In The Color of Sex Mason Stokes offers new ways of thinking about whiteness by exploring its surprisingly ambivalent partnership with heterosexuality. Stokes examines a wide range of white-supremacist American texts written and produced between 1852 and 1915-literary romances, dime novels, religious and scientific tracts, film-and exposes whiteness as a tangled network of racial and sexual desire. Stokes locates these white-supremacist texts amid the anti-racist efforts of African American writers and activists, deepening our understanding of both American and African American literary and cultural history.
The Color of Sex reveals what happens when race and sexuality meet, when white desire encounters its own ambivalence. As Stokes argues, whiteness and heterosexuality exist in anxious relation to one another. Mutually invested in "the normal," they support each other in their desperate insistence on the cultural logic of exclusion. At the same time, however, they threaten one another in their attempt to create and sustain a white future, since reproducing whiteness necessarily involves the risk of contamination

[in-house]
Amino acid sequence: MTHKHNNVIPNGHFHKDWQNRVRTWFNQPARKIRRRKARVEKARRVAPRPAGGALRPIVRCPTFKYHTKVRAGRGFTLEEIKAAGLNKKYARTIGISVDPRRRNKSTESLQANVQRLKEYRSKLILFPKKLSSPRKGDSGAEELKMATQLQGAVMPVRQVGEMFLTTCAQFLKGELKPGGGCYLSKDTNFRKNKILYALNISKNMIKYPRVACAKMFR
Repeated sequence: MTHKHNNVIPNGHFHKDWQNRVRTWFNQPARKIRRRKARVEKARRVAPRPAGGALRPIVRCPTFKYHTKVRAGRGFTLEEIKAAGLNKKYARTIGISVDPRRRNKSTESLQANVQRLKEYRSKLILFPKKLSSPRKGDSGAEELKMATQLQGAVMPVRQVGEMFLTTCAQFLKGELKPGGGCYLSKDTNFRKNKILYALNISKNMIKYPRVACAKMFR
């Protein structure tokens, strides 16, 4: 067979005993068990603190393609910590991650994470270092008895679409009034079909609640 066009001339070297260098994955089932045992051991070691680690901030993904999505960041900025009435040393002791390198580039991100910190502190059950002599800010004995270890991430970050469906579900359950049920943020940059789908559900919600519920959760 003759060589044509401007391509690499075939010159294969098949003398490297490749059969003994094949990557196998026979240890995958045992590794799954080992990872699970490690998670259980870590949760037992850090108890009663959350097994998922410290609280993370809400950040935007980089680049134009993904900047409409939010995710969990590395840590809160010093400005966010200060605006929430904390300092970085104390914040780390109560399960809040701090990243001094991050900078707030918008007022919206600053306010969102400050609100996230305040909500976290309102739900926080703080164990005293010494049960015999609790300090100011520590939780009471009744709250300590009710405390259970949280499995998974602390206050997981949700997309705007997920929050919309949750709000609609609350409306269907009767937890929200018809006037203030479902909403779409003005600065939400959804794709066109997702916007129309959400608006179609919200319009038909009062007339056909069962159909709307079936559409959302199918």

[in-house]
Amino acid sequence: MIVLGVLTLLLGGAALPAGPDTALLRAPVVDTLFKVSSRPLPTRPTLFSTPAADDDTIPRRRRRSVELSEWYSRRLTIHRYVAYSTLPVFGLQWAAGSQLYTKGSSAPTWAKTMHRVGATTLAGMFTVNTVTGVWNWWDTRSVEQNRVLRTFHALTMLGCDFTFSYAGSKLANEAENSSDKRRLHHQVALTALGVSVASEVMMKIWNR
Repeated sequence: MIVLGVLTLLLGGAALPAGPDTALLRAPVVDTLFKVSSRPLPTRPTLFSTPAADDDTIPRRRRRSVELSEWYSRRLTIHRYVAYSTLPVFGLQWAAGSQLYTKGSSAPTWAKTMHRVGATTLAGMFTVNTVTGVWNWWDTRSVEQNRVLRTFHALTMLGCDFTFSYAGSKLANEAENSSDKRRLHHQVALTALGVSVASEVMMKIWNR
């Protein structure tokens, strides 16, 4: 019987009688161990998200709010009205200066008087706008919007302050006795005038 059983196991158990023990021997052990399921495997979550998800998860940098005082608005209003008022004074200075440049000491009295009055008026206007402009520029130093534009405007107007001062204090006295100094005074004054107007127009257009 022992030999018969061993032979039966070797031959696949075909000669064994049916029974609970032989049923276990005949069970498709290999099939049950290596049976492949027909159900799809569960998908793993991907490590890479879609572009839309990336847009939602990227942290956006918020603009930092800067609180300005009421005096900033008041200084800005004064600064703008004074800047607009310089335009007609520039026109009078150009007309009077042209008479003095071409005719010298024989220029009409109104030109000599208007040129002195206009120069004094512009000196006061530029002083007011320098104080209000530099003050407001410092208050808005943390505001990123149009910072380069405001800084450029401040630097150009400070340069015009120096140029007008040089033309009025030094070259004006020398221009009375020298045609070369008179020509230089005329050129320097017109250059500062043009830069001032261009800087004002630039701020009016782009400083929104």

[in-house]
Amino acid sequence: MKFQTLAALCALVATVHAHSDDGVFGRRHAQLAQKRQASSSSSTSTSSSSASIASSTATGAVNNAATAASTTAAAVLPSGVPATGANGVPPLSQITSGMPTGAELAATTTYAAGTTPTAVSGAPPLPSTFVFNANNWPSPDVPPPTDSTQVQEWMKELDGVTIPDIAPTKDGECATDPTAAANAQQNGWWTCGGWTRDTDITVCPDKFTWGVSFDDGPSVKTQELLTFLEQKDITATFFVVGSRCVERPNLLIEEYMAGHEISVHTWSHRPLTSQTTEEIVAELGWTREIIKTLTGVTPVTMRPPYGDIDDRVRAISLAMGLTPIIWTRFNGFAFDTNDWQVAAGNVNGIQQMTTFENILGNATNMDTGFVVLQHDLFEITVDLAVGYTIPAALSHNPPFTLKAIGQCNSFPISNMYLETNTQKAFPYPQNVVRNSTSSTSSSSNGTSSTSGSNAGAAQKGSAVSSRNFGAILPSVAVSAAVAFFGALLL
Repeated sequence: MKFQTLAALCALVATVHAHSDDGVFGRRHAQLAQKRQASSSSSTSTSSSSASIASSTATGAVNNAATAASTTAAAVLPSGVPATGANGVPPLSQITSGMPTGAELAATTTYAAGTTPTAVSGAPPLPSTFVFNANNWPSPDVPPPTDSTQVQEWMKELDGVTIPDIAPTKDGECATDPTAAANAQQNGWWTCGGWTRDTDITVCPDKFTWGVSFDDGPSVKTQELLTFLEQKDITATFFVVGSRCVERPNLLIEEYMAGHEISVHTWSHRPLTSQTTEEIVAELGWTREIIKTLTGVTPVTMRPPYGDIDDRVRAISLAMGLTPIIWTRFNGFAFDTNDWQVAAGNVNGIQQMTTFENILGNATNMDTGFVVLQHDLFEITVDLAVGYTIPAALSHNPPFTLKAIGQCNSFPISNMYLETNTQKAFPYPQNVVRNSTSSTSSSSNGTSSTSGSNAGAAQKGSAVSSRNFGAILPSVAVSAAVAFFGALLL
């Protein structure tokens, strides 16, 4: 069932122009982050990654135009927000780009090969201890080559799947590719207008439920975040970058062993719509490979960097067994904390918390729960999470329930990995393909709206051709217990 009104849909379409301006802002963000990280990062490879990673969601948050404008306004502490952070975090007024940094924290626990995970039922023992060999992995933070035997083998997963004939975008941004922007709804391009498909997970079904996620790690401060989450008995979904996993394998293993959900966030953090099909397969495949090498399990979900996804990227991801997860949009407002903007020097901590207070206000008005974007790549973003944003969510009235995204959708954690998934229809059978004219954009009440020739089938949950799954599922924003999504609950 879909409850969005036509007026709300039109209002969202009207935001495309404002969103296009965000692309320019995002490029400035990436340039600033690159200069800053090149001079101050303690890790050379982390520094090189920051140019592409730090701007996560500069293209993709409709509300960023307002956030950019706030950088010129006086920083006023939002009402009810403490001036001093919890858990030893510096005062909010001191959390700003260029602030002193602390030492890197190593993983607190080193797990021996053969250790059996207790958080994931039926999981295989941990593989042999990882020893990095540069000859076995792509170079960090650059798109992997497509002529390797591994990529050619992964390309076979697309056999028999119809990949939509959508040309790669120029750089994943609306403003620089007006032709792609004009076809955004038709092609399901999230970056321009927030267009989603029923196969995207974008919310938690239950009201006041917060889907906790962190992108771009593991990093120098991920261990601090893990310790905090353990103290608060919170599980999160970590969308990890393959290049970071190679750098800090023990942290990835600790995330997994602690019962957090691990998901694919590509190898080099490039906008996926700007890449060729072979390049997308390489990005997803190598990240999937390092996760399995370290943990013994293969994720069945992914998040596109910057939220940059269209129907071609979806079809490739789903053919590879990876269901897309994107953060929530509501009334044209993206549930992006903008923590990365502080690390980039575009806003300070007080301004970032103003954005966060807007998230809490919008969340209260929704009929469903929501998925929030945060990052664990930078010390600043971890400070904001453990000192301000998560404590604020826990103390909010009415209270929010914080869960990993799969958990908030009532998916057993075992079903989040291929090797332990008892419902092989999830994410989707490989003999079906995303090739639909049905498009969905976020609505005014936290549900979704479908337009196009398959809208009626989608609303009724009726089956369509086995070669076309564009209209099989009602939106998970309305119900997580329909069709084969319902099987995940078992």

Charting the curious movements of this "white heterosexuality," The Color of Sex inaugurates a new moment in our ongoing attempt to understand the frenzied interplay of race and sexuality in America. As such, it will appeal to scholars interested in race theory, sexuality studies, and American history, culture, and literature.
Mason Stokes is Assistant Professor of English at Skidmore College.
Acknowledgments Introduction: White Fictions 1. "De White Man in Season" 2. Sympathy and Symmetry: The Romance of Slavery in Metta V. Victor's Maum Guinea and her Plantation "Children" 3. Someone's in the Garden with Eve: Race, Religion, and the American Fall 4. Charles Chesnutt and the Masturbating Boy: Onanism, Whiteness, and The Marrow of Tradition 5. White Sex: Thomas Dixon Jr. and the Erotics of White Supremacy 6. Becoming Visible: I'm White, Therefore I'm Anxious Epilogue: The Queer Face of Whiteness Notes Bibliography